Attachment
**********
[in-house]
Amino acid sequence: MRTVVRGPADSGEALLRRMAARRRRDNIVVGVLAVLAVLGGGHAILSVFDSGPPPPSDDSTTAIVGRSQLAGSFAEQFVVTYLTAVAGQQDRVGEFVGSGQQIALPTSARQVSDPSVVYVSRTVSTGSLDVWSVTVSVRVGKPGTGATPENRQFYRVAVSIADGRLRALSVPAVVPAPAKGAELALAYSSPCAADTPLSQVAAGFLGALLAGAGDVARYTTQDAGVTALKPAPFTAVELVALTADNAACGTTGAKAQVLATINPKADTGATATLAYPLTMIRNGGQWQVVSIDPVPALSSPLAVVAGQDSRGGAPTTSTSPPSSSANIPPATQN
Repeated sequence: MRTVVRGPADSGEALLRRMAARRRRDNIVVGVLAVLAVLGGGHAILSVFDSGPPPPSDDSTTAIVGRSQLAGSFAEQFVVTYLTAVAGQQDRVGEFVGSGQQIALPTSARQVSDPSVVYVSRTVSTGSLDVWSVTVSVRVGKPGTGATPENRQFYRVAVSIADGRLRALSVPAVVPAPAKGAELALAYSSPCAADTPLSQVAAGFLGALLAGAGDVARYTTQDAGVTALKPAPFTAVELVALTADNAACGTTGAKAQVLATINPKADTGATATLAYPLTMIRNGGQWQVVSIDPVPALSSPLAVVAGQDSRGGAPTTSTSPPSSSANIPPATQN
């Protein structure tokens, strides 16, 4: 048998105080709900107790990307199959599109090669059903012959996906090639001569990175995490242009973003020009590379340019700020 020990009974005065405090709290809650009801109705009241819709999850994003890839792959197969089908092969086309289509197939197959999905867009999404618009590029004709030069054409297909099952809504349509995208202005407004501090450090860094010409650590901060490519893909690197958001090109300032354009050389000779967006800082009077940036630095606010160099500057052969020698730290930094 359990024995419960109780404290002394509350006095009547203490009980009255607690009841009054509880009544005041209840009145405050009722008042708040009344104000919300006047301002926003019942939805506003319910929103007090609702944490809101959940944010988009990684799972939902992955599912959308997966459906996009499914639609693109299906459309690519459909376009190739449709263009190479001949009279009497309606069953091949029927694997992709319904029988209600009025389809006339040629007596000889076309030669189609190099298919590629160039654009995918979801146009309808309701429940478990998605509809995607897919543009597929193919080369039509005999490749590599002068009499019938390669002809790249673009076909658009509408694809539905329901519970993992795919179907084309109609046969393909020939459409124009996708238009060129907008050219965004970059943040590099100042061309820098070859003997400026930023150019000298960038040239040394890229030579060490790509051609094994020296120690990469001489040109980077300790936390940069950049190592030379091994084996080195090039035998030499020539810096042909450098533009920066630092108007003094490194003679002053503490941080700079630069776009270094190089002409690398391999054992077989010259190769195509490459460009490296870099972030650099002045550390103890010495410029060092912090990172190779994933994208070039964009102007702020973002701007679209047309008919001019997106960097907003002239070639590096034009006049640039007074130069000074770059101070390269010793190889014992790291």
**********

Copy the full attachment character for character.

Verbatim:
[in-house]
Amino acid sequence: MRTVVRGPADSGEALLRRMAARRRRDNIVVGVLAVLAVLGGGHAILSVFDSGPPPPSDDSTTAIVGRSQLAGSFAEQFVVTYLTAVAGQQDRVGEFVGSGQQIALPTSARQVSDPSVVYVSRTVSTGSLDVWSVTVSVRVGKPGTGATPENRQFYRVAVSIADGRLRALSVPAVVPAPAKGAELALAYSSPCAADTPLSQVAAGFLGALLAGAGDVARYTTQDAGVTALKPAPFTAVELVALTADNAACGTTGAKAQVLATINPKADTGATATLAYPLTMIRNGGQWQVVSIDPVPALSSPLAVVAGQDSRGGAPTTSTSPPSSSANIPPATQN
Repeated sequence: MRTVVRGPADSGEALLRRMAARRRRDNIVVGVLAVLAVLGGGHAILSVFDSGPPPPSDDSTTAIVGRSQLAGSFAEQFVVTYLTAVAGQQDRVGEFVGSGQQIALPTSARQVSDPSVVYVSRTVSTGSLDVWSVTVSVRVGKPGTGATPENRQFYRVAVSIADGRLRALSVPAVVPAPAKGAELALAYSSPCAADTPLSQVAAGFLGALLAGAGDVARYTTQDAGVTALKPAPFTAVELVALTADNAACGTTGAKAQVLATINPKADTGATATLAYPLTMIRNGGQWQVVSIDPVPALSSPLAVVAGQDSRGGAPTTSTSPPSSSANIPPATQN
């Protein structure tokens, strides 16, 4: 048998105080709900107790990307199959599109090669059903012959996906090639001569990175995490242009973003020009590379340019700020 020990009974005065405090709290809650009801109705009241819709999850994003890839792959197969089908092969086309289509197939197959999905867009999404618009590029004709030069054409297909099952809504349509995208202005407004501090450090860094010409650590901060490519893909690197958001090109300032354009050389000779967006800082009077940036630095606010160099500057052969020698730290930094 359990024995419960109780404290002394509350006095009547203490009980009255607690009841009054509880009544005041209840009145405050009722008042708040009344104000919300006047301002926003019942939805506003319910929103007090609702944490809101959940944010988009990684799972939902992955599912959308997966459906996009499914639609693109299906459309690519459909376009190739449709263009190479001949009279009497309606069953091949029927694997992709319904029988209600009025389809006339040629007596000889076309030669189609190099298919590629160039654009995918979801146009309808309701429940478990998605509809995607897919543009597929193919080369039509005999490749590599002068009499019938390669002809790249673009076909658009509408694809539905329901519970993992795919179907084309109609046969393909020939459409124009996708238009060129907008050219965004970059943040590099100042061309820098070859003997400026930023150019000298960038040239040394890229030579060490790509051609094994020296120690990469001489040109980077300790936390940069950049190592030379091994084996080195090039035998030499020539810096042909450098533009920066630092108007003094490194003679002053503490941080700079630069776009270094190089002409690398391999054992077989010259190769195509490459460009490296870099972030650099002045550390103890010495410029060092912090990172190779994933994208070039964009102007702020973002701007679209047309008919001019997106960097907003002239070639590096034009006049640039007074130069000074770059101070390269010793190889014992790291």